So thanks Mom 🙂 If ever that changes… Please just pretend that it hasn’t. Please.

The other example — and I feel I am wildly out of order, but it’s a 3 am blog, not a school paper — is when a student was being sent off to university, and the parents were told to spare him their advice.

So they did, reluctantly. And their son became a classics major. While the study of dead languages was fascinating, the parents knew that it wasn’t exactly a demand in the job market.

Later, the son came up and announced that he changed his mind about his major. He wanted to do something more useful. The parents tried to contain themselves.

He was going to be a philosophy major.

I’m sure the parents could feel the whole in their wallets tear a little wider. I wonder how much it took for them to keep holding back.

Eventually the son changed his mind again and became an art history major, and got a job. I forgot what it was, but he got a decent salary. But that’s not important. What’s important, is that he would never have gotten that job had it not been for his knowledge of the ancient languages, the intellectual skills he learned in philosophy, and his training as an art history major.

You can’t plan your life. Life is an adventure, and adventures rarely ever go exactly according to plan.

Bilbo Baggins certainly didn’t expect to be flattering a dragon that haf teeth taller than him. John didn’t expect his best friend to crash his proposal because it would be funny. I didn’t expect finding a house would be like going on a treasure hunt today. Or yesterday, rather.

Yeah we’ll make mistakes, we’ll make the wrong choices, we’ll be “wasting opportunities.” We’ll be spending and wasting time doing the things we hate when we could be doing the things we love. And plenty of good reasons for it too, don’t get me wrong. There is a reason why we’re unreasonable, there are indeed many factors that keep us from our passion and our element, all of which are often backed up by statistics and common sense in some way shape or form.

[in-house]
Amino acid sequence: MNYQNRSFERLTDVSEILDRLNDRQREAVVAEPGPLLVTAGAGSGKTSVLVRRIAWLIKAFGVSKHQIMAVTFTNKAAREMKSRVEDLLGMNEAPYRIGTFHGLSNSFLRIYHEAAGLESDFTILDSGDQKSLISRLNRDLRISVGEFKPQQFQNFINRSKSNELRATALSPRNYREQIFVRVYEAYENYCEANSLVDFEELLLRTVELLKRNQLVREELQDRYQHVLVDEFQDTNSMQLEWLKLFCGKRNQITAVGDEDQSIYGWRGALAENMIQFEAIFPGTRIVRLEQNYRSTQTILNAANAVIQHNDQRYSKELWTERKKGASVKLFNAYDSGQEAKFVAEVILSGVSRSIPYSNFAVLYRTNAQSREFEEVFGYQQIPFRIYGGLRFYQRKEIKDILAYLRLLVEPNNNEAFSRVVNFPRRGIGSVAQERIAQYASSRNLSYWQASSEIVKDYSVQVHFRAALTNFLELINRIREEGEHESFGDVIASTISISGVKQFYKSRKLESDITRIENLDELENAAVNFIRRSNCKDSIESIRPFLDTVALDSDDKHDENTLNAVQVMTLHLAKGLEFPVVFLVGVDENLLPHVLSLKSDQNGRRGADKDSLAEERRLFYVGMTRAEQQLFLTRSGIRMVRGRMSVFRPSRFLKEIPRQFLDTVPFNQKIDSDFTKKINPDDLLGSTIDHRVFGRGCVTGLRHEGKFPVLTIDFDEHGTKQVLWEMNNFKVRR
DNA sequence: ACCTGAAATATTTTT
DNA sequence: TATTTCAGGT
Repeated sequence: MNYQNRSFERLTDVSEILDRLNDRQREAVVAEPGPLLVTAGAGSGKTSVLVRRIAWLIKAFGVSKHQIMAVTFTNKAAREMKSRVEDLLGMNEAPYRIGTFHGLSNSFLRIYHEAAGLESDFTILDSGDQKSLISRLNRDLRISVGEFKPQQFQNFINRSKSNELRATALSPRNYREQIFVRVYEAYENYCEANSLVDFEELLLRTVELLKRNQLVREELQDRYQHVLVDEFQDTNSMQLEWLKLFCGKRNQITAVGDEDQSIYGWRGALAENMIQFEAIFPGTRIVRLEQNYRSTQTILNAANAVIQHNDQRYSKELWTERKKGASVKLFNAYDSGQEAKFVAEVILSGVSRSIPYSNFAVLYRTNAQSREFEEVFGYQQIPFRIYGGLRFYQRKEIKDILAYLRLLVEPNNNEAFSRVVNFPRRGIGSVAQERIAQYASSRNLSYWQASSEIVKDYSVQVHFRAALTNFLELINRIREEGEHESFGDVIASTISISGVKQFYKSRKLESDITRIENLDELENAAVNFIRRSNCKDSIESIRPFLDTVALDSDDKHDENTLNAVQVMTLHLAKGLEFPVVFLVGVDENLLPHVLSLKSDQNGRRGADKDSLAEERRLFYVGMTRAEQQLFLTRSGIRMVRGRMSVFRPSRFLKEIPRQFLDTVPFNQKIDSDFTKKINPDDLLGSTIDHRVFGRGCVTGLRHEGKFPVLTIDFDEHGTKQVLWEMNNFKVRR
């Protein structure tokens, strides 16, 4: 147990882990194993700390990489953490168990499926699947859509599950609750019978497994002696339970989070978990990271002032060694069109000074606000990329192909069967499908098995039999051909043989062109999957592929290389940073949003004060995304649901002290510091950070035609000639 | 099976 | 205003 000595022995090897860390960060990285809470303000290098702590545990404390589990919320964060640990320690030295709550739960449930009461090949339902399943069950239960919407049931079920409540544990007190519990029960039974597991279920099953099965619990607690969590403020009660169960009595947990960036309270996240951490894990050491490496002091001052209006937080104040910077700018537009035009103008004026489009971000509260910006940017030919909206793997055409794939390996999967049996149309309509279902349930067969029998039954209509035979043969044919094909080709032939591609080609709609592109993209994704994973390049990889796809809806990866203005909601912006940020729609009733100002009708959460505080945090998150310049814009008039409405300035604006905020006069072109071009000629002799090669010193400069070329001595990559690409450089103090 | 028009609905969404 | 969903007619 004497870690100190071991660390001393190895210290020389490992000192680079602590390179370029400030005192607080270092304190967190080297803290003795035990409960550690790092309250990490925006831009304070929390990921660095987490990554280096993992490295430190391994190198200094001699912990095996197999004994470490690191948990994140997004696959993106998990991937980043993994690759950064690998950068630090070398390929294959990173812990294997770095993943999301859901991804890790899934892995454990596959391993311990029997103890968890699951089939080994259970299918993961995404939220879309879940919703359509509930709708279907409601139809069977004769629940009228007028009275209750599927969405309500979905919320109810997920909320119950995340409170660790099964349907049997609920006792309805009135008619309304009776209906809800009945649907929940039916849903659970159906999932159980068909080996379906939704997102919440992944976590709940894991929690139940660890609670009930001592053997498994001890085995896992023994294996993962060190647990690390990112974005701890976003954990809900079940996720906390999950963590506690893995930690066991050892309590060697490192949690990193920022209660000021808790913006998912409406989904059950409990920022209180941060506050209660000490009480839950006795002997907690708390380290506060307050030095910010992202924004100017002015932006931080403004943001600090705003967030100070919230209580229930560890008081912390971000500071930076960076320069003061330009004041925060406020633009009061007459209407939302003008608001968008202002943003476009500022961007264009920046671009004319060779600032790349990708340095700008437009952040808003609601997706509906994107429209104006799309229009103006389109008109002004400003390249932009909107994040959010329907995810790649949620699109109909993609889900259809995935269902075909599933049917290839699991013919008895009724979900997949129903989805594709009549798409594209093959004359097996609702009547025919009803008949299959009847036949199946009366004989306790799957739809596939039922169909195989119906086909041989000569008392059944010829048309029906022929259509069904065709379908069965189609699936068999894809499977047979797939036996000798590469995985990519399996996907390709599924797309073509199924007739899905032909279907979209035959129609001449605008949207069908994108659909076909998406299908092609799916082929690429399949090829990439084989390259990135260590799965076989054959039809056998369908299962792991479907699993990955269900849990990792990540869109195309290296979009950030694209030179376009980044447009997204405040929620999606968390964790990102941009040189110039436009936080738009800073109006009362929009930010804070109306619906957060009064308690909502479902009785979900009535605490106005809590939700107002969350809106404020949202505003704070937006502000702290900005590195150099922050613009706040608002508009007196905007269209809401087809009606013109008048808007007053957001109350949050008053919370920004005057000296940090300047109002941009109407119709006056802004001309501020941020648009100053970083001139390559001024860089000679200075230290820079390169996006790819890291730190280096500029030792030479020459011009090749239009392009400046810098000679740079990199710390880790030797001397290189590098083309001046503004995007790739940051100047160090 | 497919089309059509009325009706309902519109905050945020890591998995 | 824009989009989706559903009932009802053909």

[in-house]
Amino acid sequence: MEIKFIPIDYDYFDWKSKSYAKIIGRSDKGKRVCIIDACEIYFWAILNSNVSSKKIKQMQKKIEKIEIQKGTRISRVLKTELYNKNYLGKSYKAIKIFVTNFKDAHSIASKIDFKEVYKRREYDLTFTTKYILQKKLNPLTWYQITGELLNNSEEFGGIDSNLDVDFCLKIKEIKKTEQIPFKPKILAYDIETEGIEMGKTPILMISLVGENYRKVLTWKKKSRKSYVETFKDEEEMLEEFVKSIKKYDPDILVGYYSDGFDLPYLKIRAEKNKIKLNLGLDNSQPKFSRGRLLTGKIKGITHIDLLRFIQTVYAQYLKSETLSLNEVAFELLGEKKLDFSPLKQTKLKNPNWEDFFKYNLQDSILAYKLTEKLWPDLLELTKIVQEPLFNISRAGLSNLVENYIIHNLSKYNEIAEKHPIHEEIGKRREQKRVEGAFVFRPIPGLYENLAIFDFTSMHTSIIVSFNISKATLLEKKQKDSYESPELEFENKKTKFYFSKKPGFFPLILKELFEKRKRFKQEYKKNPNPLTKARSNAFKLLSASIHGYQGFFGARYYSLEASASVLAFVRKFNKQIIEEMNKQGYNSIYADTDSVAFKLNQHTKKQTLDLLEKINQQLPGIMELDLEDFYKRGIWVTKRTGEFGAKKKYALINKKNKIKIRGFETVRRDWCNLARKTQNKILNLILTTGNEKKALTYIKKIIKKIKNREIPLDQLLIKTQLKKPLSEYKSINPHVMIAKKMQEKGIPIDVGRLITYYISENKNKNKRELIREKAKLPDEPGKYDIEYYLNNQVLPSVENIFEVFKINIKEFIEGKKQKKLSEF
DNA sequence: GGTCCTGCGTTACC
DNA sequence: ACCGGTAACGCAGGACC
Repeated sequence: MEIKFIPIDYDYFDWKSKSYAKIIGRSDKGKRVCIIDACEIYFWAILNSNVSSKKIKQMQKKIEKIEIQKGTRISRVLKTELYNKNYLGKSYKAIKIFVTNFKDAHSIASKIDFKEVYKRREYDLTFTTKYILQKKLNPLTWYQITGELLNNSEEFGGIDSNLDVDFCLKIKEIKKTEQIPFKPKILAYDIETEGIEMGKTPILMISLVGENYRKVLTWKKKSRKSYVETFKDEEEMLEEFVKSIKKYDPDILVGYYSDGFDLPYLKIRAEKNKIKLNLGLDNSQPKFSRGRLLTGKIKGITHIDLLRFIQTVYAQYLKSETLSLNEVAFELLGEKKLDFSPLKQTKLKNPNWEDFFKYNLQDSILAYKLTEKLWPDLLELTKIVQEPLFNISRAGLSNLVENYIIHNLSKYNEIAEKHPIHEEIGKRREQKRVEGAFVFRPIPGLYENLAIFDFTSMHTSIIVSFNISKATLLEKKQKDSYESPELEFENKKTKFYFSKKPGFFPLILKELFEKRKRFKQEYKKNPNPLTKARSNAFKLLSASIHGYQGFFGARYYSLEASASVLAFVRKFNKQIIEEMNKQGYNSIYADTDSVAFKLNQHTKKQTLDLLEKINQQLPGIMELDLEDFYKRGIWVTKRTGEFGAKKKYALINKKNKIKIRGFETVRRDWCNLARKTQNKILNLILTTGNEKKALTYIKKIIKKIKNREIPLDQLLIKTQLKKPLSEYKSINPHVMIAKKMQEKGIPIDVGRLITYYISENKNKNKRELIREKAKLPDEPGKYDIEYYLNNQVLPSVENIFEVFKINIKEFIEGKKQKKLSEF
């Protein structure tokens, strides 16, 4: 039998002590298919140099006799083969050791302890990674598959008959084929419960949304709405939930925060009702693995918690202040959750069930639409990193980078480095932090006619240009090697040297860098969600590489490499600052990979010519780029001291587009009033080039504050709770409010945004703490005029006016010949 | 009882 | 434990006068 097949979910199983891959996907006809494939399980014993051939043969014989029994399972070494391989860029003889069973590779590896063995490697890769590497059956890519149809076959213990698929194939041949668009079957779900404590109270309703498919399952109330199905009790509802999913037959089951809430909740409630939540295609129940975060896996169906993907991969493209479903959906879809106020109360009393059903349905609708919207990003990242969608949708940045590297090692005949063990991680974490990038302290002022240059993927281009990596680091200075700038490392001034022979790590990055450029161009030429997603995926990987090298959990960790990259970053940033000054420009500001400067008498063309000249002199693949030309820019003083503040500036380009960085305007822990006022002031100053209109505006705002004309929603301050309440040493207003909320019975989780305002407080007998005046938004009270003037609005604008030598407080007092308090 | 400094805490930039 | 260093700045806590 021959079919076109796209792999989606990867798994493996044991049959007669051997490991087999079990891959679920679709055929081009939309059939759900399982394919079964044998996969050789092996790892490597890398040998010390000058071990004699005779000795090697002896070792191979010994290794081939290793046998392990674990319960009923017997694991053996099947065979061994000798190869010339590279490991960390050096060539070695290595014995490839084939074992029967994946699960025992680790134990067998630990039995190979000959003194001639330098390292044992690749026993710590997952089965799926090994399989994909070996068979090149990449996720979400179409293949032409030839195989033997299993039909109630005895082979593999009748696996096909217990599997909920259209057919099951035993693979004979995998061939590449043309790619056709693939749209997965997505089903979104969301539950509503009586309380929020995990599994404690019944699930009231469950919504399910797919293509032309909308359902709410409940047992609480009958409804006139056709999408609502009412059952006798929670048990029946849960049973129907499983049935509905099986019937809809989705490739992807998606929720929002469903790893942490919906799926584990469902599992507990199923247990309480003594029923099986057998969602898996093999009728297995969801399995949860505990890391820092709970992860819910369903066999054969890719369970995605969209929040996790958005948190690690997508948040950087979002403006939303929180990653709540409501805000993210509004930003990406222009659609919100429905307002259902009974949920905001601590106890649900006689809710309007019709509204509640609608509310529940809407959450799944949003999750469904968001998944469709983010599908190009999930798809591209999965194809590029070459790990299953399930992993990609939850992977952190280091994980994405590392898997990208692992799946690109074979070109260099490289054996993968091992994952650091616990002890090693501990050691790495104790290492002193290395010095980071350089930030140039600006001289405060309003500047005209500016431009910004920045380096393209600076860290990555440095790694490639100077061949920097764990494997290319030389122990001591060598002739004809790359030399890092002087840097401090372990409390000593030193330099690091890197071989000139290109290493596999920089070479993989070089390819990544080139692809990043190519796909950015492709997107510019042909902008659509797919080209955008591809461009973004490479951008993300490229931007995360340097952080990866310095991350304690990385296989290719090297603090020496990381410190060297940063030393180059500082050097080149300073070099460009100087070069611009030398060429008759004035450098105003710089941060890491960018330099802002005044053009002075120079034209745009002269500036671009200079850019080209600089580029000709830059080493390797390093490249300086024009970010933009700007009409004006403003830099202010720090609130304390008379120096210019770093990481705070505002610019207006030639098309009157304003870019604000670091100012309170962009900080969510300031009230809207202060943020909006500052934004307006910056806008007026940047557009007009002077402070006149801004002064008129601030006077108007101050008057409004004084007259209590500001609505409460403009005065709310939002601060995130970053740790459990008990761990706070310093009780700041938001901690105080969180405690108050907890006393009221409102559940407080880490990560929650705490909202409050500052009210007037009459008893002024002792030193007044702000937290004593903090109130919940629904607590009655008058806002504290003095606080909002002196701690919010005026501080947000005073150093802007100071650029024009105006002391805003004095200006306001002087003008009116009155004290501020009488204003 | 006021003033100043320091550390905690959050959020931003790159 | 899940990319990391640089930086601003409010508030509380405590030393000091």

But what if all that time, money, energy, and effort in the “wrong” thing… wasn’t wasted? What if it’s okay to mess up, what if we were MEANT to mess up, in order to get to where we’re “supposed” to be?

It often does have to get worse before it gets better, doesn’t it.

The point I’m trying to make is, maybe there isn’t such thing as a wasted opportunity, unless you deliberately refuse it when you recognize one.

It’s a miracle that we were born at all, and every life story is unique, and is a tumultuous masterpiece full of adventure, waiting to be read daily. Not by others, not all the time anyway I don’t think, but by you. Every hour, ever day, every year, is the next installment of your story. You’re the only who’s reading the story, so no one knows what will happen. Except the author of course.

But who is that exactly? Is it you after all?

With God, there’s no such thing as a wasted opportunity. Actually, with God, there’s no such thing as waste. He uses everything, everything to try and get you closer to Him. He’s in control. Always has been. He’s been working all this time (except for that one day off), writing the history of the world, one life at a time.

Whatever choice you make, with anything, can be a good one. It can also be a bad one, or a very bad one in fact. But by the grace of Jesus Christ, we can come before the Father and place it in his hands. When He’s ready, He’ll open up his palm. It won’t matter whether we made a good decision or a bad decision because in the sovereign hands of the one who forged the stars, it will become the right decision.

It will almost never be an easy thing, and there are bound to be some hard earned lessons and consequences, but that’s all what makes it the right decision.

Brothers and sisters, if you believe in Christ’s resurrection, why are you afraid? Why are you worried about how your life is going to play out?

The grace found at the cross has granted us the opportunity to be free, and do whatever it takes to fulfill the purpose God has placed in your heart and your mind and your soul — to glorify Him — in the way that He has designed us to do it. Don’t waste it.